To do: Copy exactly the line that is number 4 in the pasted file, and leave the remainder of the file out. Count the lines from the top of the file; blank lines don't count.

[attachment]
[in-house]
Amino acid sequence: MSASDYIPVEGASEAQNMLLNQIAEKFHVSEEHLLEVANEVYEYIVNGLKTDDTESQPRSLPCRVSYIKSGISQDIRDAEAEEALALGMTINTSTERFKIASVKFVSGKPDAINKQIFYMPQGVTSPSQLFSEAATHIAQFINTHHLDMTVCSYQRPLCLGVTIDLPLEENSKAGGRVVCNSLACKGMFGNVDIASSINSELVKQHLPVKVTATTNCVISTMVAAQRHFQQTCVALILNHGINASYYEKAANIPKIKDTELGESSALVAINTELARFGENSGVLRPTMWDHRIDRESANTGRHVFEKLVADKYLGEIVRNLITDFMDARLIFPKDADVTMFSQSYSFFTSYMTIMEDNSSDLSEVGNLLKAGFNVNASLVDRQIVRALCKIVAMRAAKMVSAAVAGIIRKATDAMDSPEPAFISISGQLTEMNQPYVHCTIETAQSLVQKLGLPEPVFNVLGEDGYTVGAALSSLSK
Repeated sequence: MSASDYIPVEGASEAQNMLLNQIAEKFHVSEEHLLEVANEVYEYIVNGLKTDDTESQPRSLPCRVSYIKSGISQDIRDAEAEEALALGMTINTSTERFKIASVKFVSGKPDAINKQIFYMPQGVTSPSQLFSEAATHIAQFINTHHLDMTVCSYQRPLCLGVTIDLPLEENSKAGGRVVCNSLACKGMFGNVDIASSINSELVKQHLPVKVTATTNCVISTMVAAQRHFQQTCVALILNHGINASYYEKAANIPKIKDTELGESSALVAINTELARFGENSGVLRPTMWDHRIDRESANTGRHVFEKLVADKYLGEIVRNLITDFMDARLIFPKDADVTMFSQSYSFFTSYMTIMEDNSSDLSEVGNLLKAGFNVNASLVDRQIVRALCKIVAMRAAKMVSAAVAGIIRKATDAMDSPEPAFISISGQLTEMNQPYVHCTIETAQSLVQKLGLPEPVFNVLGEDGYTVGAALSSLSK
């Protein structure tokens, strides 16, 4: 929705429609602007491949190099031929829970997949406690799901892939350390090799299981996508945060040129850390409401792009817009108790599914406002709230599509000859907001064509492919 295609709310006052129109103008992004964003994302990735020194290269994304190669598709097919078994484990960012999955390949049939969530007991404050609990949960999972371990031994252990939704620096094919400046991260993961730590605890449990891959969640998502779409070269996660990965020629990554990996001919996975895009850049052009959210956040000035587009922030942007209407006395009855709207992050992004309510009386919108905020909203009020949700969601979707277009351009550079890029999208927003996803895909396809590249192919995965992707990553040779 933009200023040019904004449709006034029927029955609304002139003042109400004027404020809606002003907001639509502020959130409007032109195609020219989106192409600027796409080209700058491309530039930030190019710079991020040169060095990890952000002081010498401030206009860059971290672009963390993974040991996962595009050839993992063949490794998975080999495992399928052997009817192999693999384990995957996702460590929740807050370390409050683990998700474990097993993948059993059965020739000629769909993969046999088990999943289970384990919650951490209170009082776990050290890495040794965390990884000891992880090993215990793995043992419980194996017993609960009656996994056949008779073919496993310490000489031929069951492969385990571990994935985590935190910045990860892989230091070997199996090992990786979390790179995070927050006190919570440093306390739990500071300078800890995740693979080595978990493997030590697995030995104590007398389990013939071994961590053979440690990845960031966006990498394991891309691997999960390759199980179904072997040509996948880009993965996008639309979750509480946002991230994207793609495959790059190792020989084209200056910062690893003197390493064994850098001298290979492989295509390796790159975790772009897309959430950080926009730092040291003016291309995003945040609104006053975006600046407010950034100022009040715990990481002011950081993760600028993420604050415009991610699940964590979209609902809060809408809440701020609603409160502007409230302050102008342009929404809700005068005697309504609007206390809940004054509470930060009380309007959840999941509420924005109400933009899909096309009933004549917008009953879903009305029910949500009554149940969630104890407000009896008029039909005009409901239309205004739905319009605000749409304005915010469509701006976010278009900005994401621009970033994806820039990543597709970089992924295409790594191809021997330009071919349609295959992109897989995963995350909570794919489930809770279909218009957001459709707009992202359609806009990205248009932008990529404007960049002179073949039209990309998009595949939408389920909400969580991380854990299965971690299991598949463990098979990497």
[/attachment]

């Protein structure tokens, strides 16, 4: 929705429609602007491949190099031929829970997949406690799901892939350390090799299981996508945060040129850390409401792009817009108790599914406002709230599509000859907001064509492919 295609709310006052129109103008992004964003994302990735020194290269994304190669598709097919078994484990960012999955390949049939969530007991404050609990949960999972371990031994252990939704620096094919400046991260993961730590605890449990891959969640998502779409070269996660990965020629990554990996001919996975895009850049052009959210956040000035587009922030942007209407006395009855709207992050992004309510009386919108905020909203009020949700969601979707277009351009550079890029999208927003996803895909396809590249192919995965992707990553040779 933009200023040019904004449709006034029927029955609304002139003042109400004027404020809606002003907001639509502020959130409007032109195609020219989106192409600027796409080209700058491309530039930030190019710079991020040169060095990890952000002081010498401030206009860059971290672009963390993974040991996962595009050839993992063949490794998975080999495992399928052997009817192999693999384990995957996702460590929740807050370390409050683990998700474990097993993948059993059965020739000629769909993969046999088990999943289970384990919650951490209170009082776990050290890495040794965390990884000891992880090993215990793995043992419980194996017993609960009656996994056949008779073919496993310490000489031929069951492969385990571990994935985590935190910045990860892989230091070997199996090992990786979390790179995070927050006190919570440093306390739990500071300078800890995740693979080595978990493997030590697995030995104590007398389990013939071994961590053979440690990845960031966006990498394991891309691997999960390759199980179904072997040509996948880009993965996008639309979750509480946002991230994207793609495959790059190792020989084209200056910062690893003197390493064994850098001298290979492989295509390796790159975790772009897309959430950080926009730092040291003016291309995003945040609104006053975006600046407010950034100022009040715990990481002011950081993760600028993420604050415009991610699940964590979209609902809060809408809440701020609603409160502007409230302050102008342009929404809700005068005697309504609007206390809940004054509470930060009380309007959840999941509420924005109400933009899909096309009933004549917008009953879903009305029910949500009554149940969630104890407000009896008029039909005009409901239309205004739905319009605000749409304005915010469509701006976010278009900005994401621009970033994806820039990543597709970089992924295409790594191809021997330009071919349609295959992109897989995963995350909570794919489930809770279909218009957001459709707009992202359609806009990205248009932008990529404007960049002179073949039209990309998009595949939408389920909400969580991380854990299965971690299991598949463990098979990497």